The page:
Many people lined up to speak at the packed public hearing on the controversial rezoning application in Cowichan Bay last March. (File photo)

Editorial: CVRD puts expedience above transparency

It is incredibly shady that this information is being kept from the public.

It boils down to this: there is new information and everyone should be allowed to look at it.

The Cowichan Valley Regional District board has made a decision that seems to be putting expedience above transparency. At a meeting last week the board voted 7-2 to proceed with the controversial zoning amendment for Crown leases at Westcan Terminal in Cowichan Bay. The proponent wants the zoning change so an industrial business that has been operating there for years is in compliance. Opponents want to limit industrial use of the area, concerned with the environmental impacts. The zoning amendment will now proceed for consideration of third reading and adoption.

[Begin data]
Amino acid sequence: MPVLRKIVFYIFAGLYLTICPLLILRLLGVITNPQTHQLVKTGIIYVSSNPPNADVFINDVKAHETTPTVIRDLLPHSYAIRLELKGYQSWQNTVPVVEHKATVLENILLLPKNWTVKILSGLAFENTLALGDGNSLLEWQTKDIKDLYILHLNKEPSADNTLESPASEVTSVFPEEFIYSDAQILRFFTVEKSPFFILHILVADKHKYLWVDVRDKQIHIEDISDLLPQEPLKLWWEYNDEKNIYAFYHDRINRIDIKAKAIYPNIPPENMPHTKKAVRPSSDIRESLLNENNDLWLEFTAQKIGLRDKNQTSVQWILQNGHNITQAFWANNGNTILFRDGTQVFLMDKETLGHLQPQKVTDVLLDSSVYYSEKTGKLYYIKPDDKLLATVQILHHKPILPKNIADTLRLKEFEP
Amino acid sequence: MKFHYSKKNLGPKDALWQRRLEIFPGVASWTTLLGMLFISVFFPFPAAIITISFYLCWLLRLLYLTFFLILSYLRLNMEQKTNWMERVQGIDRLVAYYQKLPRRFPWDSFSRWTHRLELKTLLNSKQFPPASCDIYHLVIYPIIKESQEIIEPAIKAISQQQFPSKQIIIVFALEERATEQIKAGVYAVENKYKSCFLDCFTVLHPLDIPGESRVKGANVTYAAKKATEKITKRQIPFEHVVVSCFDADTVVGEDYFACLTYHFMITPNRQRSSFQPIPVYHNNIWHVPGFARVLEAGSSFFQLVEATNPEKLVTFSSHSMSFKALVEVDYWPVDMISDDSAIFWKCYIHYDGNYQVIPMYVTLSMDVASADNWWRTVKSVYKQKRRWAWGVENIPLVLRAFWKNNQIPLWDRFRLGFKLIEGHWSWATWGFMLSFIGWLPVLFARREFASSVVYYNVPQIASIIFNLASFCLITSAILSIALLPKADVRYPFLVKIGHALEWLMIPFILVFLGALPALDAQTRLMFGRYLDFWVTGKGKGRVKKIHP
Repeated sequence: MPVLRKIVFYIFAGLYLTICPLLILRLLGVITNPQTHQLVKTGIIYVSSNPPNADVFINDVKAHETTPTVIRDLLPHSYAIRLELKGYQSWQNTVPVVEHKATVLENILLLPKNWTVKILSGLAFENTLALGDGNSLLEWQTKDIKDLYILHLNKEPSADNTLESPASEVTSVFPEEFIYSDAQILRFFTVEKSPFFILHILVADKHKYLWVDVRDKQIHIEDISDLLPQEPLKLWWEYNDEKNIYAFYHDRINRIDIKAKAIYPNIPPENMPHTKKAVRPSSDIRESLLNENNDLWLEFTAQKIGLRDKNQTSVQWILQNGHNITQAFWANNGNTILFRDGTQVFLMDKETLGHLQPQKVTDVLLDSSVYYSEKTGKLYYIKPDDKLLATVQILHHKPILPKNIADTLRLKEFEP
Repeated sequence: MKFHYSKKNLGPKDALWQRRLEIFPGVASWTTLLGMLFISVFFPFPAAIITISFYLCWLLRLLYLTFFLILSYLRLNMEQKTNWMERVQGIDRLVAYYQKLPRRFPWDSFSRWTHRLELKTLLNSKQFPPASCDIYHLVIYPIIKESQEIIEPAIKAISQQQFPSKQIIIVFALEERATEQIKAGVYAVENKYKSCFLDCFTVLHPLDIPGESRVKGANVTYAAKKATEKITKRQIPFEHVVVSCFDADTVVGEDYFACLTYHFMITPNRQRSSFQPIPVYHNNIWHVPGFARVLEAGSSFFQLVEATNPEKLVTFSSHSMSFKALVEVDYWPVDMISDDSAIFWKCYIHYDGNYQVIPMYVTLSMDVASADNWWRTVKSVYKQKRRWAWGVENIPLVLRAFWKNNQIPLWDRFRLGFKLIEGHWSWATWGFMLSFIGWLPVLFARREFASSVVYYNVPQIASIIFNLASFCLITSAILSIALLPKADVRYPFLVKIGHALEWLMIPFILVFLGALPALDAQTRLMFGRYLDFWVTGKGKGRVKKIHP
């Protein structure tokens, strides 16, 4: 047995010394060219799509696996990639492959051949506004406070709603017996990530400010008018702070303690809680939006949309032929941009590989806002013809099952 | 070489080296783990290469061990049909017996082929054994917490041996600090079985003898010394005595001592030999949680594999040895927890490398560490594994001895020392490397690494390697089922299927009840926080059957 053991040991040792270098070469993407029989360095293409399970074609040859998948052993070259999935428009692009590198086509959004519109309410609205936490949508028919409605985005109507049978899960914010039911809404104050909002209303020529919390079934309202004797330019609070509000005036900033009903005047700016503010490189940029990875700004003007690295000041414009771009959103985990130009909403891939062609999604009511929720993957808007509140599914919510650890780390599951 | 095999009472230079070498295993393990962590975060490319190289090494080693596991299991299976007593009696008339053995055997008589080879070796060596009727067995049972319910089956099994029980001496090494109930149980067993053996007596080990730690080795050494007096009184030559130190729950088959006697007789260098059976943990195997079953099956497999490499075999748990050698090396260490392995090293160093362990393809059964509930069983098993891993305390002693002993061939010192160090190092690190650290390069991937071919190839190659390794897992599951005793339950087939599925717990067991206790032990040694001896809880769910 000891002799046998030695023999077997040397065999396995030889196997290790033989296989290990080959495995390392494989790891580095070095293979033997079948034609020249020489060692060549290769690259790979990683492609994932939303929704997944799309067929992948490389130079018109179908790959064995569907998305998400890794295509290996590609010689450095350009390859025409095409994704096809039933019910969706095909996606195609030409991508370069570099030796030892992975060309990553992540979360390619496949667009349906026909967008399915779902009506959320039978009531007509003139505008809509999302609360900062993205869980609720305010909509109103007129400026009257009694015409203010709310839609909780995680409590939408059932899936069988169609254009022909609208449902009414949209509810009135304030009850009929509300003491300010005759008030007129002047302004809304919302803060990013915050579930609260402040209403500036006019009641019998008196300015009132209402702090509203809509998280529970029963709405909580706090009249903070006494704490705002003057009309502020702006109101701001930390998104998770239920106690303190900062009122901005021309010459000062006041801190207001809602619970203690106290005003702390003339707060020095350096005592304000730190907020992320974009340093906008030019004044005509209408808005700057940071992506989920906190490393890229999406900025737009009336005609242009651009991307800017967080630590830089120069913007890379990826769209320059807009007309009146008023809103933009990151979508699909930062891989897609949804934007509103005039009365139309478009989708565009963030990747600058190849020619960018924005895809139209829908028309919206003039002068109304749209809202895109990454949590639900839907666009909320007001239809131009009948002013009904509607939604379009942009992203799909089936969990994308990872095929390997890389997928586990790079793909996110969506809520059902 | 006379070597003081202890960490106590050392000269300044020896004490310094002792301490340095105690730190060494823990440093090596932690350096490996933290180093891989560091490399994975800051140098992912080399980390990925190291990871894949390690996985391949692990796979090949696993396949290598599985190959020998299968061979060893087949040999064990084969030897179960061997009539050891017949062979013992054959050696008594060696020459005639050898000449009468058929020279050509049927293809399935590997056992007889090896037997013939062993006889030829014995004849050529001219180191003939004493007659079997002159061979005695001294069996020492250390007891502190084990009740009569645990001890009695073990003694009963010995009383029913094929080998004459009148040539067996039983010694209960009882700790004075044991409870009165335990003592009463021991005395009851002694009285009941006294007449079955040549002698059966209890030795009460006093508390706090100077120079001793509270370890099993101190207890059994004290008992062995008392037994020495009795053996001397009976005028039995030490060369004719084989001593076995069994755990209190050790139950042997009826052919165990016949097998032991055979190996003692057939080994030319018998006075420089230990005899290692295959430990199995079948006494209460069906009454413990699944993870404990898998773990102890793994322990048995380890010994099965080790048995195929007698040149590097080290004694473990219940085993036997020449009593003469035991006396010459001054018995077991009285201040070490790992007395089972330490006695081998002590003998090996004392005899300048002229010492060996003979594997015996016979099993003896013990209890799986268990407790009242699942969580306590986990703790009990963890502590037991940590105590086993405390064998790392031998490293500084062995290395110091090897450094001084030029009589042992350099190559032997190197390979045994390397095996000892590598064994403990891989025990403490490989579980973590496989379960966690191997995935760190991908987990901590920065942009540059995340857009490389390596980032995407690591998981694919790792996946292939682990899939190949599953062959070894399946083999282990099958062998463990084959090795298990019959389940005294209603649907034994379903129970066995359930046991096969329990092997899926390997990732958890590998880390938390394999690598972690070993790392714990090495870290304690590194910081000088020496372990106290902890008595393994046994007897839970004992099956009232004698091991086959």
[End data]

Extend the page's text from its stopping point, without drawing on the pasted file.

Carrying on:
It shouldn’t. A report on stormwater runoff has generated new information. The board has refused to look at this information. If they do, you see, they’d have to go back to another public hearing, as new information cannot be considered after a public hearing has occurred. Not only have they declined to see the new information, they’ve declined to release it at this time, making it so nobody can see it until after the zoning decision is a done deal.

We cannot understand why they are choosing to make this decision blind. We have no idea if the information in the report is particularly relevant or would sway anyone’s opinion. And the CVRD board doesn’t either — which is the point. The only thing that is clear is that there is a huge question mark now hanging over the zoning decision that wasn’t there before. There could be information that would help one side or another in the contentious decision make its case. One would think that the last thing the CVRD would want is to find out after they’ve cast their votes that there’s something that would have changed everything. Aside from that, it is incredibly shady that this information is being kept from the public. Local governments must act with transparency foremost in their minds. This is the antithesis of that principle.

We know it’s a pain to hold another public hearing, especially when it could be nothing. But it could also be something, and we all need to find out.

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